Blender vs. Immersion Blender: Find the Right Gadget for Your Kitchen

Want to add a new kitchen appliance to your roster? Immersion blender vs. blender may be the matchup on your mind. Find out which model you'll want based on your cooking style.

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Shopping for a new blender? Don’t rush to the traditional blender models. Instead, learn about all the options out there. You might just find that a smaller model better fits your needs.

Learn the difference between types of blenders, the best blenders and when you should use each.

Different Blender Advantages By Type Graphic 1200x1200sydney watson/taste of home

What Is a Countertop Blender?

When you think blender, your mind probably goes to a classic countertop model. That’s a lidded pitcher mounted on a motorized base which makes the blades spin inside the pitcher.

These larger blenders often have many settings including puree, blend, chop and even crush ice for frozen drinks. Features like these make countertop blenders the go-to tool for creating homemade smoothies, purees and smooth soups.

Contrary to popular belief, cleaning a blender is easy, so don’t hesitate to plug yours in whenever you need it.


  • Powerful
  • Versatile, thanks to multiple speeds and features
  • Splash-free blending
  • Super smooth results


  • Take up valuable kitchen space
  • Pricey

What Is an Immersion Blender?

Buying an immersion blender—also known as a stick or hand blender—is another option. These gadgets are much smaller than their countertop counterparts. They consist of a motorized handle with an easy-to-clean, detachable blending mechanism. Some models include extra attachments like whisks or even small food processors.

Immersion blenders are better suited to different tasks than traditional blenders. Because they’re compact, they’re ideal for making small-batch recipes like vinaigrettes and homemade whipped cream.

Stick blenders also work well to smooth out sauces and soups. With this gadget, there’s no need to transfer the recipe to a pitcher or bowl; you can blend right in your saucepan. In general, handheld blenders work best with softer ingredients (don’t try to crush ice with one of these!).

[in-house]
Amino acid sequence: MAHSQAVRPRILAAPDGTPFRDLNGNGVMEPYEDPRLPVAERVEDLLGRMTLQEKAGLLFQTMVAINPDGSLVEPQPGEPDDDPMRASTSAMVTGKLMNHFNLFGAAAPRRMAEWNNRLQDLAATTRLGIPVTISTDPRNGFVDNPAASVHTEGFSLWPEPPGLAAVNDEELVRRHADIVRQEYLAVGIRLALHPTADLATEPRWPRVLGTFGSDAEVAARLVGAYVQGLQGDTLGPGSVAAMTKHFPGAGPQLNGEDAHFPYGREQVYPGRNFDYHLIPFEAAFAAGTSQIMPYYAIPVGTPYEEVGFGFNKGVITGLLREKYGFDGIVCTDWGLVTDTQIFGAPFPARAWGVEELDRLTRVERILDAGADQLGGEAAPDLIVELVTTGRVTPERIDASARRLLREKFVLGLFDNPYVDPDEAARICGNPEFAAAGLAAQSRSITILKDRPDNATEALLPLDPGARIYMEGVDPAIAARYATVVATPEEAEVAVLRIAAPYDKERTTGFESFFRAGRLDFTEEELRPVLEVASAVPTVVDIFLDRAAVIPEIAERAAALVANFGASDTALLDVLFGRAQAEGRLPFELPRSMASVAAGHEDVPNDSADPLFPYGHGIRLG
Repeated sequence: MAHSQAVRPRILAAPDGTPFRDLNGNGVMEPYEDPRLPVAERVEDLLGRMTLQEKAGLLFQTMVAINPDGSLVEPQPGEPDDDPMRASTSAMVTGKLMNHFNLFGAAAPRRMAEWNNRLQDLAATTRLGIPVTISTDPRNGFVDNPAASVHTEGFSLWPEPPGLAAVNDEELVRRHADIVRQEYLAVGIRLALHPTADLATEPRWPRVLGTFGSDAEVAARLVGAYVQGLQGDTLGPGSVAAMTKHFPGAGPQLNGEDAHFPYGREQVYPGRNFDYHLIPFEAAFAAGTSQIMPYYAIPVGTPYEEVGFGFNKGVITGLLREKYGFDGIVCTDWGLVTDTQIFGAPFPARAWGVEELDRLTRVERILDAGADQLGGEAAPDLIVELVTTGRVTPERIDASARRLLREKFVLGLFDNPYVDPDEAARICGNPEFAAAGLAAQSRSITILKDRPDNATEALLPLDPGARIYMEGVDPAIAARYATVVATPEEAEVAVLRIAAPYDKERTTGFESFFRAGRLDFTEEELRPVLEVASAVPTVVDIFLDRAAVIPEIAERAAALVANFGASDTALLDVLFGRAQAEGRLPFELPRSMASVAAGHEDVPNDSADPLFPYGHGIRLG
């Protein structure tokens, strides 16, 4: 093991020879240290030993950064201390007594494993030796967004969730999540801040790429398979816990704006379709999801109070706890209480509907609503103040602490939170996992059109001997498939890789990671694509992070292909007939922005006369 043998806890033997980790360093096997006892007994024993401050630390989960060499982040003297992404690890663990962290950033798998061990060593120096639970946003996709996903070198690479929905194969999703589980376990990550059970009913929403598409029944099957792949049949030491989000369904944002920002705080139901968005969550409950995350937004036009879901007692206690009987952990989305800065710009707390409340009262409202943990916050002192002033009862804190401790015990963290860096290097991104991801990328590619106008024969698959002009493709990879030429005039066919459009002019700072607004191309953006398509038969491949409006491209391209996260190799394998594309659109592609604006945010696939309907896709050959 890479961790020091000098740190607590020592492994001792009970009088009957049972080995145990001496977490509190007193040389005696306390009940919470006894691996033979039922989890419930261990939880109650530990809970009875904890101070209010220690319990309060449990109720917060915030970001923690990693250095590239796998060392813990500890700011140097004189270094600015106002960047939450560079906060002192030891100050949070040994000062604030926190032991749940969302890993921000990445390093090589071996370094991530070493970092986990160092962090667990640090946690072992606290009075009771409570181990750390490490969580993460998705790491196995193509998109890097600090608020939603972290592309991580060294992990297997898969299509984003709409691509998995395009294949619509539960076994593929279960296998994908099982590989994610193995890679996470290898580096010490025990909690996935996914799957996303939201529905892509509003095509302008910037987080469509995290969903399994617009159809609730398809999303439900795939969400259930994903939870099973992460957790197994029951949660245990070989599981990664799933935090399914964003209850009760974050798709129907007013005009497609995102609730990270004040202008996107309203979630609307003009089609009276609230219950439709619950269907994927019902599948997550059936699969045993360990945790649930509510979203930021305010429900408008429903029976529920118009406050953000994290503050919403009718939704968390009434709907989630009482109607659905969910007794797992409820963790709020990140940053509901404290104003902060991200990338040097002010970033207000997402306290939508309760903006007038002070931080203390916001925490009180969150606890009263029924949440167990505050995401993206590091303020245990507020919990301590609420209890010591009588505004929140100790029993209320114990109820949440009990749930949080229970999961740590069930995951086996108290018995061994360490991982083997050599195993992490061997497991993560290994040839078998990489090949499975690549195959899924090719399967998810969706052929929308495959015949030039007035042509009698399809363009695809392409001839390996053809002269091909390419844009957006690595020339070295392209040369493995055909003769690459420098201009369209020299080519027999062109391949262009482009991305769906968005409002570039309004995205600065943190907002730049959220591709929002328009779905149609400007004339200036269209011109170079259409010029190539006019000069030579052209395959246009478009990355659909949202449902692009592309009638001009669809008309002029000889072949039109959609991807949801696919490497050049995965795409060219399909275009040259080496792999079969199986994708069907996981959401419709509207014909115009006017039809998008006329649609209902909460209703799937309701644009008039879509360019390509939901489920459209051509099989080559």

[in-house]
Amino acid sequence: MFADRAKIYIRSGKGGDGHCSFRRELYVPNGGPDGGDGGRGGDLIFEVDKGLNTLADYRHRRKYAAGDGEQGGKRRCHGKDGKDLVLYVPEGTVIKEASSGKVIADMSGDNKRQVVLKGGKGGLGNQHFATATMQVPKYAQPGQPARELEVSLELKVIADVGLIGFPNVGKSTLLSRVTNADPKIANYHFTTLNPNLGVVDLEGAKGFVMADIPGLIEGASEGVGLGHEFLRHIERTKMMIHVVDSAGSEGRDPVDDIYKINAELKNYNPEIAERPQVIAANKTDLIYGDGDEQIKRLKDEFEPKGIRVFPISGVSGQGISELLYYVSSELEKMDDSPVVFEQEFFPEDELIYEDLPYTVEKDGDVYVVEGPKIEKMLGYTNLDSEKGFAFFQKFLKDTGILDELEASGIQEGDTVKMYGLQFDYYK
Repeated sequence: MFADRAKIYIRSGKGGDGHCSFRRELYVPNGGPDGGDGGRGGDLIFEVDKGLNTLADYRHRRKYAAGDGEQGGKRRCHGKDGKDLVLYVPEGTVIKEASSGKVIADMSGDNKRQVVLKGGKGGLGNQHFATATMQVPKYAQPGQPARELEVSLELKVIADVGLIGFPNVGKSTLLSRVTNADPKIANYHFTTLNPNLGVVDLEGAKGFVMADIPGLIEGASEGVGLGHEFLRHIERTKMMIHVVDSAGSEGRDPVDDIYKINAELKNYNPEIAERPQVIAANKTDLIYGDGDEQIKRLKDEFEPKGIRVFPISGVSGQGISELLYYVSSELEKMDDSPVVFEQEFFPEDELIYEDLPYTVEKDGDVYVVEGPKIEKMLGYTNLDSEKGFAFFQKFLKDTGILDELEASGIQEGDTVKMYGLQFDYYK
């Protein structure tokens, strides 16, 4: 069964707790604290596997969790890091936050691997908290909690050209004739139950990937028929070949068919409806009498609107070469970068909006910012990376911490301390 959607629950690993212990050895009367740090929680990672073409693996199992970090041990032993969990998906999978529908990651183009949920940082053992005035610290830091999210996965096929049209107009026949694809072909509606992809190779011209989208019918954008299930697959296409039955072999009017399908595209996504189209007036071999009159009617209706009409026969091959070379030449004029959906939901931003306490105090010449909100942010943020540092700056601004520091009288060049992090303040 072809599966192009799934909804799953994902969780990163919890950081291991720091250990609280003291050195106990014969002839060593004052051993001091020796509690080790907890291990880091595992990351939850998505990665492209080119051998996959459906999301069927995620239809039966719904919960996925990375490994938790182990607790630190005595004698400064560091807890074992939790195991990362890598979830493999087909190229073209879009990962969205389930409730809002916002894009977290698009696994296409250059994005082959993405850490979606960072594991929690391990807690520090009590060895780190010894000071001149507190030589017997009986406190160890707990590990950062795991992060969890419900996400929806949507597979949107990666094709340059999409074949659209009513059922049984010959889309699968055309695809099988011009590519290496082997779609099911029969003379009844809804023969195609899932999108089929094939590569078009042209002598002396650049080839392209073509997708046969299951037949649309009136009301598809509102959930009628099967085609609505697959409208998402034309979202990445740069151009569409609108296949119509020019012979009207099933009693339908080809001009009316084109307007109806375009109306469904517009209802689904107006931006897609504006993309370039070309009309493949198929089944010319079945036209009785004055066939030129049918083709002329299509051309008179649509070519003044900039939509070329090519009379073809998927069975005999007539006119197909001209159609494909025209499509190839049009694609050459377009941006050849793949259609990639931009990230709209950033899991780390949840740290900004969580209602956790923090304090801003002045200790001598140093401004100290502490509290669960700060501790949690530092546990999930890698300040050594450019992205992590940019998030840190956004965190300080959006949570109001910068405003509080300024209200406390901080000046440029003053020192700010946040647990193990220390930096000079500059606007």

• Affordable
  • Compact and easy to store
  • Easy to clean
  • Ideal for small jobs
  • Can blend right in your cooking vessel—no need to transfer to a pitcher


  • Can’t chop, crush, etc.
  • Not as powerful as countertop models

Consider our Test Kitchen’s top immersion blenders.

Which Type of Blender Is Right for You?

Consider your cooking habits. If you make lots of smoothies, baby food, frozen drinks or big batches of soup, we recommend a powerful countertop model.

If you don’t reach for a blender very often, we recommend picking up a less expensive immersion blender. You can still blend ingredients in soups and sauces, but you won’t need to sacrifice a lot of storage space.

This being said, the right solution for you might be to have one of each type! Both are incredibly useful gadgets—not to mention they can be awfully fun to use.

Put Your Blender to Good Use
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Lisa Kaminski
Lisa is an editor at Taste of Home where she gets to embrace her passion for baking. She pours this love of all things sweet (and sometimes savory) into Bakeable, Taste of Home's baking club. Lisa is also dedicated to finding and testing the best ingredients, kitchen gear and home products for our Test Kitchen-Preferred program. At home, you'll find her working on embroidery and other crafts.